EDITOR DANIEL CLIFTON
A Llano County jury found a Buchanan Dam man not guilty on charges of manslaughter and two counts of aggravated assault with a deadly weapon for a July 2016 vehicle collision that killed an 87-year-old man and severely injured a 58-year-old man.
Jason McCombs, 37, was driving a 2011 Lincoln SUV eastbound on Texas 71 on July 10, 2016, near the RR 2147 intersection when he crossed into the westbound lanes and collided with a 2005 Suzuki Aero driven by Perry Greaves, 58, of Brooklyn, New York.
The vehicles caught fire following the collision.
Perry Greaves’s father, Roland Edwin Greaves, 87, was a passenger in the Suzuki and died at the scene.
McCombs and Perry Greaves were injured in the crash and transported to Austin-area hospitals. Perry Greaves suffered severe injuries and, in August 2016, was transported to a Brooklyn hospital. He remains in a medical facility.
McCombs was indicted on the three charges: manslaughter and two counts of aggravated assault with a deadly weapon.
The criminal trial started Oct. 9 in Llano, and, on Oct. 11, the decision was laid in the hands of a jury comprised of six men and six women. The body deliberated for about an hour and a half before returning with a verdict of not guilty on all counts, according to McCombs’s attorney, Austin Shell.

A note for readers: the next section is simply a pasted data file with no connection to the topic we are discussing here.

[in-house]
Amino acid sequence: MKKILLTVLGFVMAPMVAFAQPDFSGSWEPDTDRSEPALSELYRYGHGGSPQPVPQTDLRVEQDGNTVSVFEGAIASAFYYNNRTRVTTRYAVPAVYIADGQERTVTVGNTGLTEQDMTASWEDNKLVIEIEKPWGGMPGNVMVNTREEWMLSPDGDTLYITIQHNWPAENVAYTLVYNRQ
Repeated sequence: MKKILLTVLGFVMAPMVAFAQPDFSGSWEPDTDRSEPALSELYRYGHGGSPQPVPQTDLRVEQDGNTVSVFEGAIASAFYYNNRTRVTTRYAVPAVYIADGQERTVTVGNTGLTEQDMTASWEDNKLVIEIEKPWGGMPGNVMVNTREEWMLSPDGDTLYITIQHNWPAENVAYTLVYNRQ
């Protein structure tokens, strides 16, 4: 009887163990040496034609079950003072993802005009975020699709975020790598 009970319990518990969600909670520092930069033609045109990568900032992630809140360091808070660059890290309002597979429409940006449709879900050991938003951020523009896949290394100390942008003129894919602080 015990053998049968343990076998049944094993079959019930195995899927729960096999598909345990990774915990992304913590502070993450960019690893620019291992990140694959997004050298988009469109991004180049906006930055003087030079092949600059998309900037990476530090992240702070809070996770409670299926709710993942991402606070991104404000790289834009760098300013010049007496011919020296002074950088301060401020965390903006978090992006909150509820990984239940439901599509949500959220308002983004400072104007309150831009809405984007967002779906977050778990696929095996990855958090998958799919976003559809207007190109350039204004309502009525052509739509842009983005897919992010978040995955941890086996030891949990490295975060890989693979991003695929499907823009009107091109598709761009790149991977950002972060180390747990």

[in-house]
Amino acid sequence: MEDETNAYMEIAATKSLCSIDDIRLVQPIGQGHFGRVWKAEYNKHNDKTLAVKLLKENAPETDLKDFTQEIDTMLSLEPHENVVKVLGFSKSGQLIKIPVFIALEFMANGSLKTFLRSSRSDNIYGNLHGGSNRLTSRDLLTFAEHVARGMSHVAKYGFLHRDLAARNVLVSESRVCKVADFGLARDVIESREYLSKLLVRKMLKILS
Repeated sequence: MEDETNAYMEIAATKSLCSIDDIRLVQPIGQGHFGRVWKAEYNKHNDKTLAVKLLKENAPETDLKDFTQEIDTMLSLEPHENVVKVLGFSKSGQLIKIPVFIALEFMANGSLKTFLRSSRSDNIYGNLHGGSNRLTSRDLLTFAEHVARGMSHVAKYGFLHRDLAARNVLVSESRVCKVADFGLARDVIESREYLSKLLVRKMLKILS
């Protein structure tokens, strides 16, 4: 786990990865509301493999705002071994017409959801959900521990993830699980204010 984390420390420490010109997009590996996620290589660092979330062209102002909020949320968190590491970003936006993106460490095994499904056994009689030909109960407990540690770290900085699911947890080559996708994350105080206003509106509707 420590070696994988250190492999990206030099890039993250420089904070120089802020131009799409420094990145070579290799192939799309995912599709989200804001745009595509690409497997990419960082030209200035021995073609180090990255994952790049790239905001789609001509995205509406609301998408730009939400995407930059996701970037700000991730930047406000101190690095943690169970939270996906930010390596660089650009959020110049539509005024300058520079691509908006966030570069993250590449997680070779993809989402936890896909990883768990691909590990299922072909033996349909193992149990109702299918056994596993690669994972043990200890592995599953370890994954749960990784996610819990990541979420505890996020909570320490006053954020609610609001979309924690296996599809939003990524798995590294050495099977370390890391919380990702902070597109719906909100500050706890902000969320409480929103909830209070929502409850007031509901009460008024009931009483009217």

“It was a great relief to us, but the whole thing is so sad and tragic for the Greaves family,” Shell said.
Shell said the prosecution alleged that his client was using his cellphone the moments leading up to the crash.
“Police testified that they could reconstruct the scene and how Jason was in the incoming lane, but they had no reason why he was in the lane,” Shell said. “The only reason they could come up with was that he must have been on his cellphone.”
Pulling McCombs’s cellphone records, Shell countered that argument.
“I could show he wasn’t on his phone for the 37 minutes before the accident,” the defense attorney said. “This was just a tragic accident. That’s all it was.”
Shell pointed out to the jury that the stretch of road the crash took place on is “uneven, dangerous, and has a blind hill.” He went so far as to go out to the location, video the roadway, and enter the recording into evidence. After showing the video to the jury, he explained that, in the area of the blind hill, a car can disappear from view for five to seven seconds.
“I understand why the prosecution took this to trial, but it was just a tragic and brutal accident,” Shell added. “There was nothing criminal about it on my client’s part.”
Perry Greaves, an artist, had flown to the Austin area in July 2016 to assist his father with a number of household chores and errands, including driving, as the older man recovered from cataract surgery.
Greaves has a wife and son. He remains in a medical center, unable to speak or move. A GoFundMe account has been set up to assist the family with medical expenses.
Roland Greaves was buried with military honors on July 21, 2016, next to his wife, Patricia, at Fort Sam Houston National Cemetery.